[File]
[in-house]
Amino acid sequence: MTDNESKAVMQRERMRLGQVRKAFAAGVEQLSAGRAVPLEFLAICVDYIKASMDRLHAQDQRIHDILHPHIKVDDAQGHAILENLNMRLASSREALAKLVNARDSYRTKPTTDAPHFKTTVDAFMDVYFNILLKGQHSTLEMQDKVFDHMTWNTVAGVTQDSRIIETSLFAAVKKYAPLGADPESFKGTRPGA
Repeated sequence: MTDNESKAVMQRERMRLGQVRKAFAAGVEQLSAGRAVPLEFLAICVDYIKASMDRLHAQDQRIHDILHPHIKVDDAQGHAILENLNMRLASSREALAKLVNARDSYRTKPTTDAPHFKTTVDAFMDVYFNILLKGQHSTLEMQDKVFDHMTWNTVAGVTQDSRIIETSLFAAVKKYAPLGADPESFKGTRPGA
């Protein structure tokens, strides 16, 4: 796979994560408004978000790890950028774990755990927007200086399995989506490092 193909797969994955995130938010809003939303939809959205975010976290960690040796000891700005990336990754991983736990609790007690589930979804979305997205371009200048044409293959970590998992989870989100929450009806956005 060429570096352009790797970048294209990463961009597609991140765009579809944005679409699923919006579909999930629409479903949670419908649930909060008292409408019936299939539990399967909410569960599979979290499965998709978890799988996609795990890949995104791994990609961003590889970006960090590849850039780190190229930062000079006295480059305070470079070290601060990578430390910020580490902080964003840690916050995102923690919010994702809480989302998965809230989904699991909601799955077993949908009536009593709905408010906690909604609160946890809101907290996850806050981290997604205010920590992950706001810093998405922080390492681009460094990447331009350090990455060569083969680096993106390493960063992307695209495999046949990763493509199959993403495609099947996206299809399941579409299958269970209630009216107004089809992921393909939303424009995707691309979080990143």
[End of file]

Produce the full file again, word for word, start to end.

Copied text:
[in-house]
Amino acid sequence: MTDNESKAVMQRERMRLGQVRKAFAAGVEQLSAGRAVPLEFLAICVDYIKASMDRLHAQDQRIHDILHPHIKVDDAQGHAILENLNMRLASSREALAKLVNARDSYRTKPTTDAPHFKTTVDAFMDVYFNILLKGQHSTLEMQDKVFDHMTWNTVAGVTQDSRIIETSLFAAVKKYAPLGADPESFKGTRPGA
Repeated sequence: MTDNESKAVMQRERMRLGQVRKAFAAGVEQLSAGRAVPLEFLAICVDYIKASMDRLHAQDQRIHDILHPHIKVDDAQGHAILENLNMRLASSREALAKLVNARDSYRTKPTTDAPHFKTTVDAFMDVYFNILLKGQHSTLEMQDKVFDHMTWNTVAGVTQDSRIIETSLFAAVKKYAPLGADPESFKGTRPGA
């Protein structure tokens, strides 16, 4: 796979994560408004978000790890950028774990755990927007200086399995989506490092 193909797969994955995130938010809003939303939809959205975010976290960690040796000891700005990336990754991983736990609790007690589930979804979305997205371009200048044409293959970590998992989870989100929450009806956005 060429570096352009790797970048294209990463961009597609991140765009579809944005679409699923919006579909999930629409479903949670419908649930909060008292409408019936299939539990399967909410569960599979979290499965998709978890799988996609795990890949995104791994990609961003590889970006960090590849850039780190190229930062000079006295480059305070470079070290601060990578430390910020580490902080964003840690916050995102923690919010994702809480989302998965809230989904699991909601799955077993949908009536009593709905408010906690909604609160946890809101907290996850806050981290997604205010920590992950706001810093998405922080390492681009460094990447331009350090990455060569083969680096993106390493960063992307695209495999046949990763493509199959993403495609099947996206299809399941579409299958269970209630009216107004089809992921393909939303424009995707691309979080990143």